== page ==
In closing, I wish to make some final remarks on the purpose of theorising a Posthuman Gothic. Far from being the joyous celebration of vitality, agency, and connection most touted by its proponents, under the Gothic sign the Posthuman takes on a far more ambivalent character. The Gothic looks to a world beyond us—even without us, or at least not for us—and so without knowing it, the Posthuman and the Gothic are already intertwined. Both look outside the human to the weird amalgamations of body and machine, spirit and dirt, and the eerie influences of systems far greater than we may know. The Posthuman project is twisted up not only in Gothic categories and aesthetics, but Gothic commitments: it displays a mixed fascination with the spectres of the past while looking to a future wrenched free from the decayed laws of the dead.

The Posthuman Gothic stands at a crossroads. On the one hand it sees the deep past emerging into the near future, as circuits of matter, whether technological or earthly, put to rest the myth of the autonomous human subject. On the other, it balances the experience of utter privation and dehumanisation with the escape from human finitude. Two angles arch away from the human, into that liminal space occupied by the Gothic, which keeps one foot grounded in the human, while the other hangs over the precipice. In short, the Posthuman Gothic makes known its haunting by a human past to better cast itself into futures more or less joyous, and more or less terrifying. Here the mixed feelings of the Gothic seep through the framework of the Posthuman. The Posthuman Gothic recognises that “there is an enjoyment in seeing the familiar and the conventional become outmoded,” and that it is only in the death of the present that other futures may be imagined (Fisher 2016, 13).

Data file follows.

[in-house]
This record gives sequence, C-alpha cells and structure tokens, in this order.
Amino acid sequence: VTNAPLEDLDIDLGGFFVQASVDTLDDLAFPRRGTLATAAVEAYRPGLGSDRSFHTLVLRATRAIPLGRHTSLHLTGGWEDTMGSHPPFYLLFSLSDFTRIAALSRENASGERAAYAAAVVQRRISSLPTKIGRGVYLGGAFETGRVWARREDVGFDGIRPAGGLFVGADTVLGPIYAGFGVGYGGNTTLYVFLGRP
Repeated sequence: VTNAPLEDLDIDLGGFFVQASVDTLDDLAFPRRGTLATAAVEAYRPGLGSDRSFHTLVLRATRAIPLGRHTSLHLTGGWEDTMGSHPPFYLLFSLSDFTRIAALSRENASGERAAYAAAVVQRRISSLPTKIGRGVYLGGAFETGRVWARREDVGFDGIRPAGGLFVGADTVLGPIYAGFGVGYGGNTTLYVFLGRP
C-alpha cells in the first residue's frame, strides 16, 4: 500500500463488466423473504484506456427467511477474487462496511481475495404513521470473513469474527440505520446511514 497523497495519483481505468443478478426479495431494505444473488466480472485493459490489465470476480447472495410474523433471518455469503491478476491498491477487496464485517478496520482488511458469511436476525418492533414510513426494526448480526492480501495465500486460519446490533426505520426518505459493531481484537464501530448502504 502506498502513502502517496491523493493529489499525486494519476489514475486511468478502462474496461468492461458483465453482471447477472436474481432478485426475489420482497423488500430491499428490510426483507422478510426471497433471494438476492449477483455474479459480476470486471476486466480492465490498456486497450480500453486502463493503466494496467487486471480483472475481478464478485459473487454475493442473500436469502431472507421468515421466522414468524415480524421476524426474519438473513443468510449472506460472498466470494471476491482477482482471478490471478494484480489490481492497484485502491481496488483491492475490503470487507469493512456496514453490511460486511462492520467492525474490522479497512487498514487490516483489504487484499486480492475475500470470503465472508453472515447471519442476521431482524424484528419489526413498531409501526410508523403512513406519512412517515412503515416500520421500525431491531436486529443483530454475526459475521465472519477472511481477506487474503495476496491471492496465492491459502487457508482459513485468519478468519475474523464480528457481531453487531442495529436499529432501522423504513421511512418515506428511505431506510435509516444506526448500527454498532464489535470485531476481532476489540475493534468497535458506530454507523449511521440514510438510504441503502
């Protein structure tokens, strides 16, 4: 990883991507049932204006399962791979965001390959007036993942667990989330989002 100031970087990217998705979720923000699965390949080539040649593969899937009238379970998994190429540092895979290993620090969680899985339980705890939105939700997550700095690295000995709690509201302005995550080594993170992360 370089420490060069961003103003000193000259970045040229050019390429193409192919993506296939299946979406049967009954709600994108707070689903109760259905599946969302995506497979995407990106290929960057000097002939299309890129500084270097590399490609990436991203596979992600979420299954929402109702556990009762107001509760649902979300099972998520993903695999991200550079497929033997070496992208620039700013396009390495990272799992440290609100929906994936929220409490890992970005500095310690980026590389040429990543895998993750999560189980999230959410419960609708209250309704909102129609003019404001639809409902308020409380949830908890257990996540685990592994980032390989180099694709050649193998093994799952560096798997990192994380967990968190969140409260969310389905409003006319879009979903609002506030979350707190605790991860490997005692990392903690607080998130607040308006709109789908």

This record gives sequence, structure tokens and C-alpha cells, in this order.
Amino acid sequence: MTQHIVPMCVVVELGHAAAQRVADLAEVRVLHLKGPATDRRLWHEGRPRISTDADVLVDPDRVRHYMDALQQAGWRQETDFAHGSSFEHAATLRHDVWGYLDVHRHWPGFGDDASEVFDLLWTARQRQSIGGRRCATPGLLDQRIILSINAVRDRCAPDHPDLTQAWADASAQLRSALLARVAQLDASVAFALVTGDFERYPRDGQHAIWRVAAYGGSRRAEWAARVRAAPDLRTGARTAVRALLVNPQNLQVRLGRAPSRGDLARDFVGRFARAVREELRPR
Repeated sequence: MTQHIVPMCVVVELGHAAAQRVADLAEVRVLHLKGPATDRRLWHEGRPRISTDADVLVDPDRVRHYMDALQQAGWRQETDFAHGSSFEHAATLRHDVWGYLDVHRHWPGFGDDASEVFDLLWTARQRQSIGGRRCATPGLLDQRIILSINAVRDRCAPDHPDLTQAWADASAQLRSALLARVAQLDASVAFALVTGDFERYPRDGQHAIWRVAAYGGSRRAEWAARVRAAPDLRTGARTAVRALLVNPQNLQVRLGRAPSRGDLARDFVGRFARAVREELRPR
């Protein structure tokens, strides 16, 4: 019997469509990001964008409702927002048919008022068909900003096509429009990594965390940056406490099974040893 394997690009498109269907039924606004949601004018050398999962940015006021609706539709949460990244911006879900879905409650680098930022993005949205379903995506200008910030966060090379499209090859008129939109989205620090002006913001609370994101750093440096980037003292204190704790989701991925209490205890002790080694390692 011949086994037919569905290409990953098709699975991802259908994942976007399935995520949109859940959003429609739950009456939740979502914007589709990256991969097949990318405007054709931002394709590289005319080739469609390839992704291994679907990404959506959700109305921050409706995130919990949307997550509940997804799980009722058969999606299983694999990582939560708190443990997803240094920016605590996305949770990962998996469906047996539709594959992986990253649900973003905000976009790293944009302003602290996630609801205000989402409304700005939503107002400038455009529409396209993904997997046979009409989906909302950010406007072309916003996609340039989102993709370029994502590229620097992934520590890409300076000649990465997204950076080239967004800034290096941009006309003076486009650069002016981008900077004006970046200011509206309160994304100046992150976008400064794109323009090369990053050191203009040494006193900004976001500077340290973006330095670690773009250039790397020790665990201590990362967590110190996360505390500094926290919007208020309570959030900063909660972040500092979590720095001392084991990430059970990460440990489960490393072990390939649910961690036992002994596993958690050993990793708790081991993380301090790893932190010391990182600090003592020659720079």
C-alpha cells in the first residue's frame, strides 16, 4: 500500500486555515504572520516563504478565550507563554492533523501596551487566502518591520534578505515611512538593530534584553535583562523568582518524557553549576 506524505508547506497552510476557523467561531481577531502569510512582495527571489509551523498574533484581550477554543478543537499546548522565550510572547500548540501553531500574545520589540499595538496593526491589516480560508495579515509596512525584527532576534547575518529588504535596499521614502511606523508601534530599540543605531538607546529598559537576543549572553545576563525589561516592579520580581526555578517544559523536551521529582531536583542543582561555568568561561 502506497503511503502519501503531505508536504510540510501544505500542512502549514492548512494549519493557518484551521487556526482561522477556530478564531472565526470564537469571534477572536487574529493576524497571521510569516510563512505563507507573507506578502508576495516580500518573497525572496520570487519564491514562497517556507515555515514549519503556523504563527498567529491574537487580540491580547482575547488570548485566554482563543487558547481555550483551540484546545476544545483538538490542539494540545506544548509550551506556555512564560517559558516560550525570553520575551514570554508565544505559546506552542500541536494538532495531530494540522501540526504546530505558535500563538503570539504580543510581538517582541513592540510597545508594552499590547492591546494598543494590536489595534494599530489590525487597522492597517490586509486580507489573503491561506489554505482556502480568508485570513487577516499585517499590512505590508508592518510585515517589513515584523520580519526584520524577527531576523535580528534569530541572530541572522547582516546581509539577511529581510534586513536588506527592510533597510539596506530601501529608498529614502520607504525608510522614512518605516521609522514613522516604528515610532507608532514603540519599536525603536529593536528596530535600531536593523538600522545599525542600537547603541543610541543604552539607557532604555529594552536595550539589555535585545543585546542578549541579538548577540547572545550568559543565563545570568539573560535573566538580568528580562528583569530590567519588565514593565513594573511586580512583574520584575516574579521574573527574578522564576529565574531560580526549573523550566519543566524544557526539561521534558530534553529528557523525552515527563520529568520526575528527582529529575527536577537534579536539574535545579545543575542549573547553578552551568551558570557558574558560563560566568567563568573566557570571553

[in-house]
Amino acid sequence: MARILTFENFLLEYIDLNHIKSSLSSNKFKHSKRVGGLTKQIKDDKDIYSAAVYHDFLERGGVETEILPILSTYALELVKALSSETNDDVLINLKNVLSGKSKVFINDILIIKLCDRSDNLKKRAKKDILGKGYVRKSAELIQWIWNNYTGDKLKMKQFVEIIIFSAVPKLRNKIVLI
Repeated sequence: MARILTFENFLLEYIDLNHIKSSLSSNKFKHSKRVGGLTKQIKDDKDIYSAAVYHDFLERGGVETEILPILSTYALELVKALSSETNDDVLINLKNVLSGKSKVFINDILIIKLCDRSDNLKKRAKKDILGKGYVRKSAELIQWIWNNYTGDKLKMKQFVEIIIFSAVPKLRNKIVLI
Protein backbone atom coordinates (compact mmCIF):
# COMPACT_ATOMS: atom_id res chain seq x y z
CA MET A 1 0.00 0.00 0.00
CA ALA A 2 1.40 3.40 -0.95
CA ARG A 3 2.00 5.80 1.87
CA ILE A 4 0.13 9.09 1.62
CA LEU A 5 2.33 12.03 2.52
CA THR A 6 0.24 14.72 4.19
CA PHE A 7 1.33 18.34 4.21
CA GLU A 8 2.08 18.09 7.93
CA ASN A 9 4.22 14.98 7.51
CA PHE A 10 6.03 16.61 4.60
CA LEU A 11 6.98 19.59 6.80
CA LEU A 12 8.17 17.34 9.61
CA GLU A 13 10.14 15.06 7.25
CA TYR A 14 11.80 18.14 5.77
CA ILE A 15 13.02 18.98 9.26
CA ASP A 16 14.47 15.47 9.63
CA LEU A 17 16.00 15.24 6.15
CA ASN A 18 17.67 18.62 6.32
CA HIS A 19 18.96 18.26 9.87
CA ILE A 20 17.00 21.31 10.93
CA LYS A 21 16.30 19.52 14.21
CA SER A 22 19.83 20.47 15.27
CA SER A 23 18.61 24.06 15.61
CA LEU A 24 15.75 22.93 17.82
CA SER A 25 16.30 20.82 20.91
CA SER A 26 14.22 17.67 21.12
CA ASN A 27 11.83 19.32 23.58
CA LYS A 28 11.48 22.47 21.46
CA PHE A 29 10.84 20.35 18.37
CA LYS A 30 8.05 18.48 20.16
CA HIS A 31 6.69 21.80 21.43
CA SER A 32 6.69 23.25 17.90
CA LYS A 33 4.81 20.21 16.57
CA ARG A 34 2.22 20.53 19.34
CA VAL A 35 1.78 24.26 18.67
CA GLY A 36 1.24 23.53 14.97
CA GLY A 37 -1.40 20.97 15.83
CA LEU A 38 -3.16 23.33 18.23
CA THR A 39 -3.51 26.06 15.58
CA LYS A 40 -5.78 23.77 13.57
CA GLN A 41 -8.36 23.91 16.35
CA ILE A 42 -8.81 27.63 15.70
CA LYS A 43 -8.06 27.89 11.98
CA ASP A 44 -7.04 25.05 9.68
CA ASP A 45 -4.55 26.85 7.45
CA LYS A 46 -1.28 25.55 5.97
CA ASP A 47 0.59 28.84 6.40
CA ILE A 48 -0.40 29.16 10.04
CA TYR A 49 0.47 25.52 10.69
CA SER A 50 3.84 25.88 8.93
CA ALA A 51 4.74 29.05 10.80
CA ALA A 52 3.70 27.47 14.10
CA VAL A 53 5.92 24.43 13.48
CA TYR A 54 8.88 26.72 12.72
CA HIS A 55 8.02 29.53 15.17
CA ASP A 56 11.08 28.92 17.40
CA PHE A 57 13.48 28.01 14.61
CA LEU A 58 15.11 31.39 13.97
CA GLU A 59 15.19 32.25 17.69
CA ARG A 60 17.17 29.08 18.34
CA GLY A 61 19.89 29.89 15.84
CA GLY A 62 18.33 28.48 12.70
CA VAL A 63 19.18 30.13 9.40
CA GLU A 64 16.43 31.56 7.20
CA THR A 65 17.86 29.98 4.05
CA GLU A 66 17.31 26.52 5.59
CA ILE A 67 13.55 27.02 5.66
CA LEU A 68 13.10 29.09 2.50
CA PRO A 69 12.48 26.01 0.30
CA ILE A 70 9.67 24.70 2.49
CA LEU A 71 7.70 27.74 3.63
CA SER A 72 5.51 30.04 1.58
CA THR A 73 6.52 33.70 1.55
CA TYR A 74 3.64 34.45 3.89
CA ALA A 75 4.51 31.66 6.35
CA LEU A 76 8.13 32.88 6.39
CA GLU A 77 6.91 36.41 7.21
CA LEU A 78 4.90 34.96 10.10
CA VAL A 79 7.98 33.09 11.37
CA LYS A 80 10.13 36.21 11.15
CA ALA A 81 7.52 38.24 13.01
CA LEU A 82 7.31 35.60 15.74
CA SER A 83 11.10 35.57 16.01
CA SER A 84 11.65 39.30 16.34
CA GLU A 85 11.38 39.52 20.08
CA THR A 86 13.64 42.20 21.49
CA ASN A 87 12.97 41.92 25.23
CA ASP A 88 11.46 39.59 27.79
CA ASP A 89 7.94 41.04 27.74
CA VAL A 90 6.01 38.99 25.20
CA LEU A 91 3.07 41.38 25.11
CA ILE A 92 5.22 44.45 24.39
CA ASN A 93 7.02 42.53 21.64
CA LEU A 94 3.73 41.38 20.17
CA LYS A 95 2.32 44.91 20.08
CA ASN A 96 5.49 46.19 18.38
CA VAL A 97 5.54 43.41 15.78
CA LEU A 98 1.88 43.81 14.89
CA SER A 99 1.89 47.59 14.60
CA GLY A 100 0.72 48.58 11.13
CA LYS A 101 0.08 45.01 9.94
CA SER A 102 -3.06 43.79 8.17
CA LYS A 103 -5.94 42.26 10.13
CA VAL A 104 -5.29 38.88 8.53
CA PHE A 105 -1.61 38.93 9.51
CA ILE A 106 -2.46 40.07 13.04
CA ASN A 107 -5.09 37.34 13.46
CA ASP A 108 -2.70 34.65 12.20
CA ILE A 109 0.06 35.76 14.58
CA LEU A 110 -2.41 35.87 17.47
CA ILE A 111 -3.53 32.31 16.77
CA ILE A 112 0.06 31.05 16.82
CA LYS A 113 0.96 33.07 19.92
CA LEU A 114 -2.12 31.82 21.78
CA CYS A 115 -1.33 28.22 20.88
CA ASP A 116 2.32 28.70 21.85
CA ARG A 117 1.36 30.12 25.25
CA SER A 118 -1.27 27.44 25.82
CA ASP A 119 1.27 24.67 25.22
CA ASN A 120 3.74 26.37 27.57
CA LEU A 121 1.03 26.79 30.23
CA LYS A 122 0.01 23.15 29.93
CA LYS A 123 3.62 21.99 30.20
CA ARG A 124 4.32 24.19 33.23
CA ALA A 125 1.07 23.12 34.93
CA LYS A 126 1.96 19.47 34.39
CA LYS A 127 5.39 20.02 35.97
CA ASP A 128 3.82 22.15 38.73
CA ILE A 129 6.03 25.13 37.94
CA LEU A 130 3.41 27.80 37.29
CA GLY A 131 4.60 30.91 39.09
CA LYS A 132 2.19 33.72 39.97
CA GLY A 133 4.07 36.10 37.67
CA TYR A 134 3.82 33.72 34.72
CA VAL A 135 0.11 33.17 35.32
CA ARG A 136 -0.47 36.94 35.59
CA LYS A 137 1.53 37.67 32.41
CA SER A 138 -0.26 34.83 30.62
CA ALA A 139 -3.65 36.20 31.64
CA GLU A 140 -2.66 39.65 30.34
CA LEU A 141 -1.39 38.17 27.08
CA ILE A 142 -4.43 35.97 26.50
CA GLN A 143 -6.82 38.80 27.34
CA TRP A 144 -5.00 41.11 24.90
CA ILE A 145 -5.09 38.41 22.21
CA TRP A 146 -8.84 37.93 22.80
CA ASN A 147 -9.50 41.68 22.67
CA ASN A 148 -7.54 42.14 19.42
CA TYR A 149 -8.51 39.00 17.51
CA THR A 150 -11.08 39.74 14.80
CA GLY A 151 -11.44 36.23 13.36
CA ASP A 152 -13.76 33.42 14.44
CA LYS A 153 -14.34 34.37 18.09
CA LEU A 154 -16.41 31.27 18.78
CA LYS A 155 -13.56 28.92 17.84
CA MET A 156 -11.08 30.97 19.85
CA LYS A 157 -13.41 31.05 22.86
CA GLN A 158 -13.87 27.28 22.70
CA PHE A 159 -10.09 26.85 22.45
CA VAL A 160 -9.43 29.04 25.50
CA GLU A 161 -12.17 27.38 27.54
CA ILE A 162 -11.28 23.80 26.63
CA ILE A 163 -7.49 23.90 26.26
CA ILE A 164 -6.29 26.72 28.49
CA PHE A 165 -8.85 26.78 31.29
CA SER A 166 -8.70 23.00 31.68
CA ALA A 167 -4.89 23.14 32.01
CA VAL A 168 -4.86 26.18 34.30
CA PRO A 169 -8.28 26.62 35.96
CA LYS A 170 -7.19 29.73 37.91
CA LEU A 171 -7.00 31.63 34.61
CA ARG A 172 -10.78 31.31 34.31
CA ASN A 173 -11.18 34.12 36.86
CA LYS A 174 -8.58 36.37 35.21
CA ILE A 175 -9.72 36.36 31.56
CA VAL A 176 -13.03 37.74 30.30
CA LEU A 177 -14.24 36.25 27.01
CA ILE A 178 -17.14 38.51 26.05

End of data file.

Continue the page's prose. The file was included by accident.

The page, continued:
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Nov 26, 2018

Elon Musk plans to link brains with machines within the next decade

Posted by in categories: Elon Musk, robotics/AI

Elon Musk promises ‘matrix’ system to link human brains with AI computers ‘probably’ within the next decade…


Elon Musk believes humans must link up with machines in order to fight the inevitable onslaught of artificial intelligence.

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Nov 26, 2018

However Defined, AI is Transforming How Business Gets Done

Posted by in categories: business, robotics/AI

AI encompasses of a handful of cutting-edge techniques and methods. Over time, AI-powered solutions will likely enhance virtually all applications and business process.

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Nov 26, 2018

Engineers developing a HAL 9000-type AI system for monitoring planetary base stations

Posted by in categories: entertainment, robotics/AI, space

A team of engineers at TRACLabs Inc. in the U.S. is making inroads toward the creation of a planetary base station monitoring system similar in some respects to Hal 9000—the infamous AI system in the movie 2001: A Space Odyssey. In this case, it is called cognitive architecture for space agents (CASE) and is outlined in a Focus piece by Pete Bonasso, the primary engineer working on the project, in the journal Science Robotics.

Bonasso explains that he has had an interest in creating a real Hal 9000 ever since watching the movie as a college student—minus the human killing, of course. His system is designed to run a base situated on another planet, such as Mars. It is meant to take care of the more mundane, but critical tasks involved with maintaining a habitable planetary base, such as maintaining oxygen levels and taking care of waste. He notes that such a system needs to know what to do and how to do it, carrying out activities using such hardware as robot arms. To that end, CASE has been designed as a three-layered system. The first is in charge of controlling hardware, such as , life-support, etc.

The second layer is more brainy—it is in charge of running the software that controls the hardware. The third layer is even smarter, responsible for coming up with solutions to problems as they arise—if damage occurs to a module, for example, it must be sealed off from others modules as quickly as possible. The system also has what Bonasso describes as an ontological system—its job is to be self-aware so that the system can make judgment calls when comparing data from sensors with what it has learned in the past and with information received from human occupants. To that end, the system will be expected to interact with those humans in ways similar to those portrayed in the movie.